Twitter places a limit on the number of characters a user can employ, but that doesn't stop people from stringing together successive tweets to tell longer stories. Sometimes, these tweets inexplicaly gain steam and become viral content-sharing experiences.
And when that happens, a local worker at an internet publication or website decides, "Hey, this is something that people will want to read about, so I better publish this string of tweets in a post." (And now I'm making snide content about the act of content creation. Isn't life grand?)
On Jan. 12, such a thing happened for local Twitter user @sad_tree, who recounted his tale of working at a pizza place in Rosedale that was frequented by a man who tucked his pizza boxes under his arm like a notebook.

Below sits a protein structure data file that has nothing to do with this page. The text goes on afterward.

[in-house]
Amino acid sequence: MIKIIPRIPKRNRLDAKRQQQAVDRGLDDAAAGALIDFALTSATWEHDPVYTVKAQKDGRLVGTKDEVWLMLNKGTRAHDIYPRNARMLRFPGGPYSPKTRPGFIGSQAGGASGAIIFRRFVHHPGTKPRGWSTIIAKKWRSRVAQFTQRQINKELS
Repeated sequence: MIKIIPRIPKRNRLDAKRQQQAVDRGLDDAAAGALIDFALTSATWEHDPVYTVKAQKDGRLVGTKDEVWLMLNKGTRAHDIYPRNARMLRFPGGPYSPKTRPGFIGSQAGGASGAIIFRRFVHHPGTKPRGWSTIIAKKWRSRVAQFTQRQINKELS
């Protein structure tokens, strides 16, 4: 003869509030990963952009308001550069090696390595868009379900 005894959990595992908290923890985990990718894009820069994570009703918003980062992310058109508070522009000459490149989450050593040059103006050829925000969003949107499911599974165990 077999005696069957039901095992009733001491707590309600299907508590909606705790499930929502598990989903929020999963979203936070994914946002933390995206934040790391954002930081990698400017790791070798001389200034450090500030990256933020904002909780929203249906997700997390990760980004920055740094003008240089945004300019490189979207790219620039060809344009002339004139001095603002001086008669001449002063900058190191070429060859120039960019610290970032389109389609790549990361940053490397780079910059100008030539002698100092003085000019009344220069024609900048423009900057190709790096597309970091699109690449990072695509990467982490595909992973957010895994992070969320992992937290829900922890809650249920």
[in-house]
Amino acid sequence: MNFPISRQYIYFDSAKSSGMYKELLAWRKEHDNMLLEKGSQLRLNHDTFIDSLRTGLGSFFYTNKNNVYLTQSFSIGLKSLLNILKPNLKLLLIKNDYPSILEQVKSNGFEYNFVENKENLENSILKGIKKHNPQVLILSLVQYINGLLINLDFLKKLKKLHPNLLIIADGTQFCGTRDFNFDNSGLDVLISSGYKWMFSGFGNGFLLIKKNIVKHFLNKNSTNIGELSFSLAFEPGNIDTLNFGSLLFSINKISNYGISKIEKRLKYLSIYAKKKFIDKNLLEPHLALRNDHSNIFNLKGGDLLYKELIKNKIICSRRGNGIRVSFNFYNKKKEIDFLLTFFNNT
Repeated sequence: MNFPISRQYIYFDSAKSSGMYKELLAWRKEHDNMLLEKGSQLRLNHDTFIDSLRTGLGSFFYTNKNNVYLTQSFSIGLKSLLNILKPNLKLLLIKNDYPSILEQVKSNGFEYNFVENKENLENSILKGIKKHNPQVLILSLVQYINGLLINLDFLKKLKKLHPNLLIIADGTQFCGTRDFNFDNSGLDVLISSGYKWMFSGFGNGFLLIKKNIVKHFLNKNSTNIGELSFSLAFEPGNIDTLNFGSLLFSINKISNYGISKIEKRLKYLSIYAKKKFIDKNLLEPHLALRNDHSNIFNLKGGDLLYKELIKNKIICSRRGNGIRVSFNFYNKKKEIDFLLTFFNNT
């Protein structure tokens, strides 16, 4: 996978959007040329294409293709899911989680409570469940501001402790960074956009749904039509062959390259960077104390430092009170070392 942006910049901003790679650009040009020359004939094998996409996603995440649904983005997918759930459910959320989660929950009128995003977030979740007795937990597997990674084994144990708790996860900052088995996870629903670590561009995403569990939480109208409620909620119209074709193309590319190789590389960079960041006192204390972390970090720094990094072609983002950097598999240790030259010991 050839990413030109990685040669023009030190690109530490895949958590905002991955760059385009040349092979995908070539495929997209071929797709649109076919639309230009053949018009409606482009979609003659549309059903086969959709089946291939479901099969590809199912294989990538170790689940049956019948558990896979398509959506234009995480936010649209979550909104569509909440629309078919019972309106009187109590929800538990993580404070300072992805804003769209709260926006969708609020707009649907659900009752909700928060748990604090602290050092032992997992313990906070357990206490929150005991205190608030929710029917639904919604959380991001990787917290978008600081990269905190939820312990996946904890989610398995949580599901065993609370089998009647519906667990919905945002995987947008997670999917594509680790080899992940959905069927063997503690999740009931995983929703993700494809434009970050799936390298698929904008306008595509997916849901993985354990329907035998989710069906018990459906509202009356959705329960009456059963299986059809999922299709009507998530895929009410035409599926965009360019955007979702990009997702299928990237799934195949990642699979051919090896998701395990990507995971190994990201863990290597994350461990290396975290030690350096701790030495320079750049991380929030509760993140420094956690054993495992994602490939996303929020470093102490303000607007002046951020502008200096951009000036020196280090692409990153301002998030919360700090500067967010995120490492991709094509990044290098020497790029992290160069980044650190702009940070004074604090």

New York Magazine picked it up, as did popular food blogs First We Feast and Lucky Peach. Meme content sharers Refinery 29 and Cheezburger.com got in on it too. The YouTube channel Buzz60 made a video detailing the nuts and bolts of this "awful pizza etiquette," and that landed the story on the sites of USA Today, WCVB in Boston, WMTW in Portland, Maine, WPBF in West Palm Beach, Florida, and other local TV stations.
When questioned about the veracity of his story, @sad_treet tweeted a series of whiteboard illustrations to better show the details. It ended with this:
So is it bullshit then? Reached by email, @sad_tree, whose email address IDs him as Joe Greenway, writes the story is legit, though "[a] little embellished" for dramatic purposes.
"We'd have Seinfeldesque discussions on whether he was allowed to tuck and if so, should he," he writes. "A lot of head shaking when he came in."
When asked about his brief brush with viral fame, he responded simply: "The internet is a weird place."
Indeed it is.